4. Most malls supply tables and table cloths or the actual kiosk carts.  One way or another find out what you will or will not need and plan accordingly.  And don’t forget to include/design/order some nice signage for your booth.
  5. Along with your inventory, plan to have the following supplies on hand:
      • Comfortable shoes as you could be on your feet for long hours.
      • Bags of various sizes depending on your product
      • If you have a cash register, great!  Bring extra rolls of receipt tape.  If you don’t have a cash register, a cash box and hand written recipe book will work.  Make sure to have cash on hand to change larger bills
      • Tape — seems like a display or sign falls apart during shows.
      • A partner or helper to fill in while you eat, rest, or use the bathroom!
      • Water or some other beverage to keep you hydrated.

     

If you decide to exhibit in a mall kiosk, be prepared to work 12 hour days, 7 days a week for several weeks. You will need to keep your energy up, so rest and eat well during this time.

There are also region shows that last 3-5 days if we want to start out smaller.  Most of the same tips apply for these shows as well.

 

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Are Your Holiday Shipping Systems in Place?

Now is the time to get serious about holiday planning.

Over the last few weeks, I have published the following articles on the subject:

Today, I want to address Holiday Shipping Systems.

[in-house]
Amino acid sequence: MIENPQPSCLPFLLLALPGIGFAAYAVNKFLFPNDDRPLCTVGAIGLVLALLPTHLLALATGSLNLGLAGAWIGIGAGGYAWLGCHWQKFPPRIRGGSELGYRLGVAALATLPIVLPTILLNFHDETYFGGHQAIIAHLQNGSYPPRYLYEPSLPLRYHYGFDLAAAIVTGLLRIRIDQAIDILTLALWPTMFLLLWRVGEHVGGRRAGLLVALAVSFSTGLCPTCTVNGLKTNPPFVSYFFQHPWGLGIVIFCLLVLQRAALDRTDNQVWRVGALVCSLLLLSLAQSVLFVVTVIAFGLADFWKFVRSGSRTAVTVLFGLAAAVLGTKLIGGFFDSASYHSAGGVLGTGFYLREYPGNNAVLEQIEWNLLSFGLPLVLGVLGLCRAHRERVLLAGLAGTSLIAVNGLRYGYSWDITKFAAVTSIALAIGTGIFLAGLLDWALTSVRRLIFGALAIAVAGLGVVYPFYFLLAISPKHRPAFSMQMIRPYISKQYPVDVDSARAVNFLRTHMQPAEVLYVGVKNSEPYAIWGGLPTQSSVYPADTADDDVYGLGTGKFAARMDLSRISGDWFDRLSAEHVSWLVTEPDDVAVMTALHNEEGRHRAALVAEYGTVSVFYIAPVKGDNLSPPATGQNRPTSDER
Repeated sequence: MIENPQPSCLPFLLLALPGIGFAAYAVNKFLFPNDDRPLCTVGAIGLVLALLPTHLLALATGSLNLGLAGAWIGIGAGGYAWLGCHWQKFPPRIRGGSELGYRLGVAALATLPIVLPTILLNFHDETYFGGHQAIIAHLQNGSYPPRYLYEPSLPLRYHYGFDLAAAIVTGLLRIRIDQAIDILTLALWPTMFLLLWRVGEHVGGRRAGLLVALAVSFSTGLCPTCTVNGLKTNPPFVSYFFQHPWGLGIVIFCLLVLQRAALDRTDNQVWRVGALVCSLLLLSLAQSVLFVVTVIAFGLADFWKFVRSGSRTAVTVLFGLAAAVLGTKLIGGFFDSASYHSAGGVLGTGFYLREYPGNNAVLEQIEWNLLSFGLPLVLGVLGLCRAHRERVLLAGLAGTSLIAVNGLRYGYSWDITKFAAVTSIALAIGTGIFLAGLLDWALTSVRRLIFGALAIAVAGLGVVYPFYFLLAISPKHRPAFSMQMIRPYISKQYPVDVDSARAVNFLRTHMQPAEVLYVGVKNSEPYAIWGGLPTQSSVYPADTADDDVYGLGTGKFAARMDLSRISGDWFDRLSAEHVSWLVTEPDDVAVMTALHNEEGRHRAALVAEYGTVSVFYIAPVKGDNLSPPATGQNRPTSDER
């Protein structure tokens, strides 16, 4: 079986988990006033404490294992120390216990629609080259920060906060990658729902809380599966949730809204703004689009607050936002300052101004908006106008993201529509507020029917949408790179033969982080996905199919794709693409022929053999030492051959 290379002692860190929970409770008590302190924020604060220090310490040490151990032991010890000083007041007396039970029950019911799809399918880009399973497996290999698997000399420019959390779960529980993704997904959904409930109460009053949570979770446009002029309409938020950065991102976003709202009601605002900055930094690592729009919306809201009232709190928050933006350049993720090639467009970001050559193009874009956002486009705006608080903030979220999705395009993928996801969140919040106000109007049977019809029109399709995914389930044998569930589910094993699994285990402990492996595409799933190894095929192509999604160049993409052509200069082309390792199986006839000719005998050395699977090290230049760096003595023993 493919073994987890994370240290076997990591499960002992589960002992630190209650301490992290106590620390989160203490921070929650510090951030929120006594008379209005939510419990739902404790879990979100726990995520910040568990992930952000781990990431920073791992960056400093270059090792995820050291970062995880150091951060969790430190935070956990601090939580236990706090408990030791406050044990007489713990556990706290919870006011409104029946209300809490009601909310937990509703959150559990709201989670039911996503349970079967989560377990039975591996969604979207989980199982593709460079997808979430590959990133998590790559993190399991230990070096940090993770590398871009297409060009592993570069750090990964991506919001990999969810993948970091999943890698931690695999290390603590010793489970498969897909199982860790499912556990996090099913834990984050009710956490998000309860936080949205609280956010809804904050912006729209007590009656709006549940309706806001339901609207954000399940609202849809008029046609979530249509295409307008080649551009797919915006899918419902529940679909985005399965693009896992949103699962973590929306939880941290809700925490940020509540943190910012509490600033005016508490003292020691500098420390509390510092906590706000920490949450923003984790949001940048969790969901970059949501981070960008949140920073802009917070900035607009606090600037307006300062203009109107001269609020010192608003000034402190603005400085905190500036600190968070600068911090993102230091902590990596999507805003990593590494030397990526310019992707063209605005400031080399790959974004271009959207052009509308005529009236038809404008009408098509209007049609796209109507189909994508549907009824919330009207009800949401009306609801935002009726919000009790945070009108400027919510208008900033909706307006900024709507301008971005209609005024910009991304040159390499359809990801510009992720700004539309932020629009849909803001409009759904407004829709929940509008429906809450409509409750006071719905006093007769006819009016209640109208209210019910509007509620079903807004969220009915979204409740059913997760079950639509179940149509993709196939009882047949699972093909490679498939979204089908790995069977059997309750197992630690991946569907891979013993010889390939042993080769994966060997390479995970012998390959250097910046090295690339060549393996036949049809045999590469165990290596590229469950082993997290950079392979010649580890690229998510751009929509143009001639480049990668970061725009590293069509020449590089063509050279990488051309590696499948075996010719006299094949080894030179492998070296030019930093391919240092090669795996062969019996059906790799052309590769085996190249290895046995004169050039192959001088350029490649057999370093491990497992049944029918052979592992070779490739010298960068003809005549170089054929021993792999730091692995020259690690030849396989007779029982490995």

If you are like us, once we move into the Fall season (at the end of September), holiday orders start trickling in and become a daily routine by mid-November.  By then, it is too late to think about implementing a ship system.

Our holiday shipping systems need to be set up and ready to implement BEFORE the orders come rolling in.

First thing on our list is going through our shipping supplies inventory. We check the following materials and order where necessary:

  1. Boxes. Personally, we use lots of USPS boxes which save us time and money.  We also save boxes over the year to ship bigger orders.
  2. Shipping supplies, such as  peanuts and bubble wrap.  Fortunately, we get most of our peanuts, bubble wrap etc. from local retailers that save them for us. If you don’t have local retailers who do this for you already, start asking them NOW!
  3. Packing Tape.  Purchase several rolls of packing tape ahead of time.  Nothing is worse than running out of tape in the middle of the season and having to fight the holiday crowds just to buy more tape!
  4. Ink and paper.  If you print your own shipping labels, check you printer ink and paper inventory.  If they are low, order more!

Once all your shipping inventory is obtained, organize it in a way that works within the shipping system you have in place.  In other words, put the boxes all in one place near the bubble wrap and peanuts.  Have your packing tape and dispenser set up near or on the table where you pack your orders.

Last, but not least, check your shipping providers to make sure you meet all their requirements, have added the appropriate shipping amounts to your website, and have a good working relationship with them and their websites.  Most shipper offer discounts if you open an account with them and generate your shipping labels on-line.  If you do not have an online account, open one up now.